2013 DeVry / Becker Educational Development Corp. All rights reserved.

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5. Two-Step Impairment Testing Process a. Step 1

Compare the carrying value of goodwill to its implied fair value.


1) Key Question How does an entity determine fair value? b. Step 2 Measure the amount of impairment loss. 1) Key Question

What accounting issues arise after the impairment?1

1ASC

350-20-35-4 through 35-8 and ASC 350-20-35-9 through 35-13: FASB Accounting Standards Codification, https://asc.fasb.org/

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c. Step 1 Compare the carrying value of goodwill to its implied fair value. 1) "Fair value" of a reporting unit refers to a price that would be received to sell the unit as a whole in an orderly transaction between market participants at the measurement date. The best evidence of fair value is quoted market prices in active markets (although these may not be representative of the reporting unit as a whole).1

2)

1ASC

350-20-35-22: FASB Accounting Standards Codification, https://asc.fasb.org/

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3) Quoted market prices need not be the sole measurement basis since synergies may arise from control over another entity. Valuation techniques based on multiples of earnings or revenue (or similar performance measurement) may be used if that technique is consistent with the objectives of measuring fair value.1
KEY POINT A technique would be "consistent with the objectives of measuring fair value" when the fair value of an entity with comparable operations and economic characteristics is observable and the relevant multiples of the comparing entity are known (ASC 350-2035-24).

4)

1ASC

350-20-35-22 through 35-24: FASB Accounting Standards Codification, https://asc.fasb.org/

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5) The entity must decide whether the estimate of fair value should be based on an assumption that the reporting unit could be bought or sold in a taxable or nontaxable transaction. a) Judgment depends on facts and circumstances and must be evaluated carefully on a case-bycase basis.1

1ASC

350-20-35-25: FASB Accounting Standards Codification, https://asc.fasb.org/

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b) The entity must consider the following three criteria in making such a determination:

i.

Whether the assumption is consistent with those that market participants would incorporate into their estimates of fair value;
The feasibility of the assumed structure; and

ii.

iii. Whether the assumed structure results in the highest economic value to the seller for the reporting unit, including considerations of related tax implications.1

1ASC

350-20-35-26: FASB Accounting Standards Codification, https://asc.fasb.org/

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c) In determining the feasibility of a nontaxable structure, the entity shall consider:

i.
ii.

Whether the reporting unit could be sold in a nontaxable transaction; and


Whether there are any income tax laws or regulations or other corporate governance requirements that could limit an entity's ability to treat the sale of the unit as a nontaxable transaction.1

1ASC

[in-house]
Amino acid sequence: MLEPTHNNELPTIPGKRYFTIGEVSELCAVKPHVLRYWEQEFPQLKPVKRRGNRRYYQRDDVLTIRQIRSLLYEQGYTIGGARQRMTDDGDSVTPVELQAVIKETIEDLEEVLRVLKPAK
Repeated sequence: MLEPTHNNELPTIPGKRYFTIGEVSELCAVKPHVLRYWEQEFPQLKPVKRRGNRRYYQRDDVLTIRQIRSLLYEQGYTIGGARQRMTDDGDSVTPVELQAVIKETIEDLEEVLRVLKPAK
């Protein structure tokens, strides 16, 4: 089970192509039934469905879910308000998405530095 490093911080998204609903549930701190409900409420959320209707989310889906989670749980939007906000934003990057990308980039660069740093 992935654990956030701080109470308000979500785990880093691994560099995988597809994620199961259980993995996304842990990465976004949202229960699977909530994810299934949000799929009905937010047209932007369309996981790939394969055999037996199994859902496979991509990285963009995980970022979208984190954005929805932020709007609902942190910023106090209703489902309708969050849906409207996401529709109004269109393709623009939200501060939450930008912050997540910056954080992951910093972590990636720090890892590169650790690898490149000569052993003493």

350-20-35-27: FASB Accounting Standards Codification, https://asc.fasb.org/

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6) If the carrying value of a reporting unit is greater than zero and its fair value exceeds its carrying amount, the goodwill of the reporting unit is considered not impaired; thus the second step of the impairment test is unnecessary.1
KEY POINT
In many cases, Step 2 may be unnecessary if fair value exceeds carrying amount.

1ASC

350-20-35-6 (transitional guidance after December 15, 2011 is 350-10-65-2) : FASB Accounting Standards Codification, https://asc.fasb.org/

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d. Step 2 Measure the amount of impairment loss.

1)

Loss Amount and Limitation


a) b) The loss is equal to the excess of carrying amount over implied fair value of the reporting unit. The impairment loss recognized cannot exceed the carrying amount.1

1ASC

350-20-35-9 and ASC 350-20-35-11: FASB Accounting Standards Codification, https://asc.fasb.org/

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2) New Accounting Basis After the loss is recognized, the new (adjusted) carrying amount shall be its new accounting basis. 3) Subsequent Reversals Subsequent reversal of a previously recognized goodwill impairment loss is prohibited once the measurement of that loss is recognized.1
KEY POINT

Key question: What accounting issues arise after the impairment?


The new (post-impairment) carrying amount is the new accounting basis, and Impairment cannot be "undone" once the loss is recognized.

1ASC

350-20-35-12 and 1ASC 350-20-35-13: FASB Accounting Standards Codification, https://asc.fasb.org/

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e. When to Test Goodwill for Impairment 1) Annually

a)

A test may be performed at any point during the fiscal year (although the test should be performed at the same time each year).
Different reporting units may test for impairment at different points during the year.

b) 2)

Between Annual Tests if Certain "Triggering Events" Occur a) "Triggering events" are events or circumstances that would more likely than not reduce the fair value of a reporting unit below its carrying value.1